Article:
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How to find the version number of an app on Windows 10

App version numbers are generally not something that users have to be concerned with unless it’s a matter of compatibility or an error that an app may be throwing. In that case, the version might be relevant in solving whatever problem you’re having. Here’s how you can find the version number of an app on Windows 10.

App version number

There are multiple ways to find the version number of an app, but it will differ for desktop apps and for UWP apps.

Control panel

For desktop apps, a really good and quick way to look at version numbers for multiple apps is to open Control Panel and click Uninstall a program. On the uninstall screen, you will see a complete list of all the desktop apps installed on your system. You will see a ‘Version’ column and it will display the version of the apps. This is a reliable way to check the app version in most cases, but there will be exceptions.

About app page

The version number of a desktop app and a UWP app is normally written on its About page/screen. In some cases, this information may be displayed on the app’s settings/configuration screen.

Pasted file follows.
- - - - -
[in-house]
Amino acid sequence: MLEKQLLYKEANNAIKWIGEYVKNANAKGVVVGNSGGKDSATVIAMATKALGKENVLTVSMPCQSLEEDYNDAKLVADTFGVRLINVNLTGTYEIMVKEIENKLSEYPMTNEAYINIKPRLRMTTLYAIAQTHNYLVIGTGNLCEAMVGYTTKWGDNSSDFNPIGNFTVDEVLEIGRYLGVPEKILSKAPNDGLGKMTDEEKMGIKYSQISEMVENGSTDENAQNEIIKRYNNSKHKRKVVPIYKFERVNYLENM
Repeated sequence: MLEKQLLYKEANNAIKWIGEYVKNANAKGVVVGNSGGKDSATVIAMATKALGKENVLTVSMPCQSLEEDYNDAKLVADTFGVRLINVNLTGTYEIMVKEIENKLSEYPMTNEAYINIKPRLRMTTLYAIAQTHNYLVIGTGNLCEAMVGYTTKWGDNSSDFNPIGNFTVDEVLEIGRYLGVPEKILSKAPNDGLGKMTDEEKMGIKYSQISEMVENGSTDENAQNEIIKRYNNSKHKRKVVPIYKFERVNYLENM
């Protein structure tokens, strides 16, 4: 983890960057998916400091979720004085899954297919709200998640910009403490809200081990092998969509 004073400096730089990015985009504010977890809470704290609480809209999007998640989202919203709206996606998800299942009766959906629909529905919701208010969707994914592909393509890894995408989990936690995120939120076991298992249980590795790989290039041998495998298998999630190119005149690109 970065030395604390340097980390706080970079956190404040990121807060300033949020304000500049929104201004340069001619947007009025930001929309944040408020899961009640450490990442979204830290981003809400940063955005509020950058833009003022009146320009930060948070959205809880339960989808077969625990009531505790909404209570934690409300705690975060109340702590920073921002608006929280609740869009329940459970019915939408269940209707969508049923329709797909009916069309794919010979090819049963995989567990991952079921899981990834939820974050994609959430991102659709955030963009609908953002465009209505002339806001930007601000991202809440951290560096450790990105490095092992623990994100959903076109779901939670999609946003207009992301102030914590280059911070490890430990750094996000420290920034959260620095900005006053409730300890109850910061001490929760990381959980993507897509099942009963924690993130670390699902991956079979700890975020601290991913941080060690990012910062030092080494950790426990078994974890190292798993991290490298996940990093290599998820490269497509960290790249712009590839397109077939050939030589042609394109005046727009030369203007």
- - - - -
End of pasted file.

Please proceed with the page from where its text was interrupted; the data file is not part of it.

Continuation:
You may see it right away or you might have to look a little closer but the word ‘version’ will definitely preceed the version number.

This method works for UWP apps.

PowerShell

You can use PowerShell to get a complete list of all the UWP apps on your system, complete with the version number. It’s the equivalent of the Control Panel trick for desktop apps.

Get-AppXpackage

With the PowerShell method, you will have to dig around a bit since the command returns what can best be described as an information dump. That said, the word ‘version’ does appear before the number so it’s not going to be too hard to spot. Make sure you check the app name first since it’s easy to miss it.

App version numbers can be short, or long. It really depends on the app type and how often it updates. In some cases, an app version might jump entire numbers e.g., 1.0 to 2.0, in other cases, it might only jump a small decimal number e.g., 1.0.1 to 1.0.2. You should also know that you won’t always get every single version of a particular app. In some cases, the developer may not release certain versions for whatever reason. Users tend to only get stable builds.

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